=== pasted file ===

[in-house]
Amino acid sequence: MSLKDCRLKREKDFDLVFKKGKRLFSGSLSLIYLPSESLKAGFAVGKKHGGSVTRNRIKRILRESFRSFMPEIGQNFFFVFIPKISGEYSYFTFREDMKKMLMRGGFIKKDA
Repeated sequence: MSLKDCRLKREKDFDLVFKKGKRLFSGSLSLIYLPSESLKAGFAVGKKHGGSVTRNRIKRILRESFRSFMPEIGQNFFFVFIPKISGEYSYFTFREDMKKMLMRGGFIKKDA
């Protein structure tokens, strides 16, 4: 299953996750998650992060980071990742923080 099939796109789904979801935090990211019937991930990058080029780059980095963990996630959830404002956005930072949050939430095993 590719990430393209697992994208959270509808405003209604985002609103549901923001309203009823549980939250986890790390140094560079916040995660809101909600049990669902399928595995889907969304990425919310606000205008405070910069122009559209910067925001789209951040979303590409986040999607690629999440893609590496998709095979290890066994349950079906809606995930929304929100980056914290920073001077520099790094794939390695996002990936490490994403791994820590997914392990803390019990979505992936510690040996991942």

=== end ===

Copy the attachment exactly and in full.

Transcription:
[in-house]
Amino acid sequence: MSLKDCRLKREKDFDLVFKKGKRLFSGSLSLIYLPSESLKAGFAVGKKHGGSVTRNRIKRILRESFRSFMPEIGQNFFFVFIPKISGEYSYFTFREDMKKMLMRGGFIKKDA
Repeated sequence: MSLKDCRLKREKDFDLVFKKGKRLFSGSLSLIYLPSESLKAGFAVGKKHGGSVTRNRIKRILRESFRSFMPEIGQNFFFVFIPKISGEYSYFTFREDMKKMLMRGGFIKKDA
């Protein structure tokens, strides 16, 4: 299953996750998650992060980071990742923080 099939796109789904979801935090990211019937991930990058080029780059980095963990996630959830404002956005930072949050939430095993 590719990430393209697992994208959270509808405003209604985002609103549901923001309203009823549980939250986890790390140094560079916040995660809101909600049990669902399928595995889907969304990425919310606000205008405070910069122009559209910067925001789209951040979303590409986040999607690629999440893609590496998709095979290890066994349950079906809606995930929304929100980056914290920073001077520099790094794939390695996002990936490490994403791994820590997914392990803390019990979505992936510690040996991942």